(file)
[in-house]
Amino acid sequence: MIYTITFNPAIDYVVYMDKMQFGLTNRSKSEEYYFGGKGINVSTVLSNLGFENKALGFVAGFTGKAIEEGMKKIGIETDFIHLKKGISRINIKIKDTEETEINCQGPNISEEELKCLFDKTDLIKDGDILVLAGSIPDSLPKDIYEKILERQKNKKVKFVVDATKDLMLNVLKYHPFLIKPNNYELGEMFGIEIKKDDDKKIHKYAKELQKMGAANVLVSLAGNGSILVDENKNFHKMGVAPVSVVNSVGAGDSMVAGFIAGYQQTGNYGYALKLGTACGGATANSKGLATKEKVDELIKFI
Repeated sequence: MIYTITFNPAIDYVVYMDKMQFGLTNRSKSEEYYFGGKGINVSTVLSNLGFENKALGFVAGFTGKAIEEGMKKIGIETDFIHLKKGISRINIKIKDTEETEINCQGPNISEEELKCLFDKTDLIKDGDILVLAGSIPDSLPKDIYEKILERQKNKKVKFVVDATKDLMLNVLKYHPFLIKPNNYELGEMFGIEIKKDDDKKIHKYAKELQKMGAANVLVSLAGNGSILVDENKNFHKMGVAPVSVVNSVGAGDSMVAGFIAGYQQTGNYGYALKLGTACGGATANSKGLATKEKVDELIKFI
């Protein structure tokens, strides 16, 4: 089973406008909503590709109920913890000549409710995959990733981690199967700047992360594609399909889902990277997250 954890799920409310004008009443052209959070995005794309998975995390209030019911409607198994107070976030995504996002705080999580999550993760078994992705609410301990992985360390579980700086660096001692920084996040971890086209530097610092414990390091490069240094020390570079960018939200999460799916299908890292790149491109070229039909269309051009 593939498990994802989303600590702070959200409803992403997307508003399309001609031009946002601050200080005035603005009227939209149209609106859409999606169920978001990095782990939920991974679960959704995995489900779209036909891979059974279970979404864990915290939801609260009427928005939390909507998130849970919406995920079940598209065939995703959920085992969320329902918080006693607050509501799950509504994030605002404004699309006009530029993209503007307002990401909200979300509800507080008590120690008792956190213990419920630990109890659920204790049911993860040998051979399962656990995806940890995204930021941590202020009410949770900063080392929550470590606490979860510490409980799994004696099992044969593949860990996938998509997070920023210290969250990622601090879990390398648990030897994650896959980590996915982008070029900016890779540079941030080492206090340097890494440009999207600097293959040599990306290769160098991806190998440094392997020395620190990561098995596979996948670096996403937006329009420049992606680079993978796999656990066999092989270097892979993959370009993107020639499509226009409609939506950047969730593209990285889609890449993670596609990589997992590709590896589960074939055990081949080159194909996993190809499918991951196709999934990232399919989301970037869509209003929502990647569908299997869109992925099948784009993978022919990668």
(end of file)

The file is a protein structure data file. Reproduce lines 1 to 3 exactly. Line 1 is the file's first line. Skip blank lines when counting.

[in-house]
Amino acid sequence: MIYTITFNPAIDYVVYMDKMQFGLTNRSKSEEYYFGGKGINVSTVLSNLGFENKALGFVAGFTGKAIEEGMKKIGIETDFIHLKKGISRINIKIKDTEETEINCQGPNISEEELKCLFDKTDLIKDGDILVLAGSIPDSLPKDIYEKILERQKNKKVKFVVDATKDLMLNVLKYHPFLIKPNNYELGEMFGIEIKKDDDKKIHKYAKELQKMGAANVLVSLAGNGSILVDENKNFHKMGVAPVSVVNSVGAGDSMVAGFIAGYQQTGNYGYALKLGTACGGATANSKGLATKEKVDELIKFI
Repeated sequence: MIYTITFNPAIDYVVYMDKMQFGLTNRSKSEEYYFGGKGINVSTVLSNLGFENKALGFVAGFTGKAIEEGMKKIGIETDFIHLKKGISRINIKIKDTEETEINCQGPNISEEELKCLFDKTDLIKDGDILVLAGSIPDSLPKDIYEKILERQKNKKVKFVVDATKDLMLNVLKYHPFLIKPNNYELGEMFGIEIKKDDDKKIHKYAKELQKMGAANVLVSLAGNGSILVDENKNFHKMGVAPVSVVNSVGAGDSMVAGFIAGYQQTGNYGYALKLGTACGGATANSKGLATKEKVDELIKFI